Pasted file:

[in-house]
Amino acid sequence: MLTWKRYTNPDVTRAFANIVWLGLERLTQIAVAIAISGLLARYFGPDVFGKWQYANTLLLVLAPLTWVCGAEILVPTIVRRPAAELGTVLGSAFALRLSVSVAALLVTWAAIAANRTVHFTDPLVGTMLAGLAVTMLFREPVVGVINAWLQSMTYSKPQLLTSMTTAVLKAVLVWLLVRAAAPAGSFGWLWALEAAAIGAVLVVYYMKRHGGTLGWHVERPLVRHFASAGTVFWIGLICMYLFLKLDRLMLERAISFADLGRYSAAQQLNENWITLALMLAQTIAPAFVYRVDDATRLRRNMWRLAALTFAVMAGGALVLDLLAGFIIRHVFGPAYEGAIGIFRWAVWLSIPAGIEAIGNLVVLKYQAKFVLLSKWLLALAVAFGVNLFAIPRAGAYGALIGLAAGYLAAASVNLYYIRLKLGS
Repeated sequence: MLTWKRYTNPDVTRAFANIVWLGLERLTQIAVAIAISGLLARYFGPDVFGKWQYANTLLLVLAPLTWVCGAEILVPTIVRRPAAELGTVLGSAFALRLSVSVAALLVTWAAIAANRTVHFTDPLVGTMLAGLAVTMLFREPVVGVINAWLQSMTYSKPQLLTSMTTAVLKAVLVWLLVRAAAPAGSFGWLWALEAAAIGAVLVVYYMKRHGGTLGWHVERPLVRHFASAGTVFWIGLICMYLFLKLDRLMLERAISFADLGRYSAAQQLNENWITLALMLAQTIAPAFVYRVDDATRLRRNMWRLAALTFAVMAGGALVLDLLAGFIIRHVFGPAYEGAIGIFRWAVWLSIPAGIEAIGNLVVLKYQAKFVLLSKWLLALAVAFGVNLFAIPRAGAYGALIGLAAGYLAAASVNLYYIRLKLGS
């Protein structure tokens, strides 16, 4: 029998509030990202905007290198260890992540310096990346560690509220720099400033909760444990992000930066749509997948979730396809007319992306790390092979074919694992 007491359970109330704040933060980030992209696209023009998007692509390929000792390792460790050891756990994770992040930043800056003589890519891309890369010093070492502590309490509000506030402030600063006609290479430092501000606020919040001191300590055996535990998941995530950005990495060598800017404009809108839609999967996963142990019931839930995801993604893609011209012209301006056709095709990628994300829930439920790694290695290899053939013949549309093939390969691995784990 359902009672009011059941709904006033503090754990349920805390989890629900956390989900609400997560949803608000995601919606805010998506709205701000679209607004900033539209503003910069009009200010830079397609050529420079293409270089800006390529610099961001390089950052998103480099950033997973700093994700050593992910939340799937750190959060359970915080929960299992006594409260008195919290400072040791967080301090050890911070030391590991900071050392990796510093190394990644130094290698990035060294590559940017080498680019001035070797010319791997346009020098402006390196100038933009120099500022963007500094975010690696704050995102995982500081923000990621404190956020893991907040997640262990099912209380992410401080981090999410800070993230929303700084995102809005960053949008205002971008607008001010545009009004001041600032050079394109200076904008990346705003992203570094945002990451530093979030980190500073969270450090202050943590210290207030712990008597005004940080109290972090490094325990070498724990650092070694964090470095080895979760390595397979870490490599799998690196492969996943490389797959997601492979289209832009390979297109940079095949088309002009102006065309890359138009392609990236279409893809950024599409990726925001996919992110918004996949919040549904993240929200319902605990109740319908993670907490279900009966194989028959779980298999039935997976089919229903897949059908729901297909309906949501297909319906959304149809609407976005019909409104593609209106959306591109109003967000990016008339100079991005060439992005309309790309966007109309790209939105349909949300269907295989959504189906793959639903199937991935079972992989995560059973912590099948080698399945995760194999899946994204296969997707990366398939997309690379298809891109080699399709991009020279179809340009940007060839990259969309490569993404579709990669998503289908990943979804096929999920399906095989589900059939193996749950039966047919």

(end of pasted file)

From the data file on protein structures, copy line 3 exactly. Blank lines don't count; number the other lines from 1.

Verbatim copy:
Repeated sequence: MLTWKRYTNPDVTRAFANIVWLGLERLTQIAVAIAISGLLARYFGPDVFGKWQYANTLLLVLAPLTWVCGAEILVPTIVRRPAAELGTVLGSAFALRLSVSVAALLVTWAAIAANRTVHFTDPLVGTMLAGLAVTMLFREPVVGVINAWLQSMTYSKPQLLTSMTTAVLKAVLVWLLVRAAAPAGSFGWLWALEAAAIGAVLVVYYMKRHGGTLGWHVERPLVRHFASAGTVFWIGLICMYLFLKLDRLMLERAISFADLGRYSAAQQLNENWITLALMLAQTIAPAFVYRVDDATRLRRNMWRLAALTFAVMAGGALVLDLLAGFIIRHVFGPAYEGAIGIFRWAVWLSIPAGIEAIGNLVVLKYQAKFVLLSKWLLALAVAFGVNLFAIPRAGAYGALIGLAAGYLAAASVNLYYIRLKLGS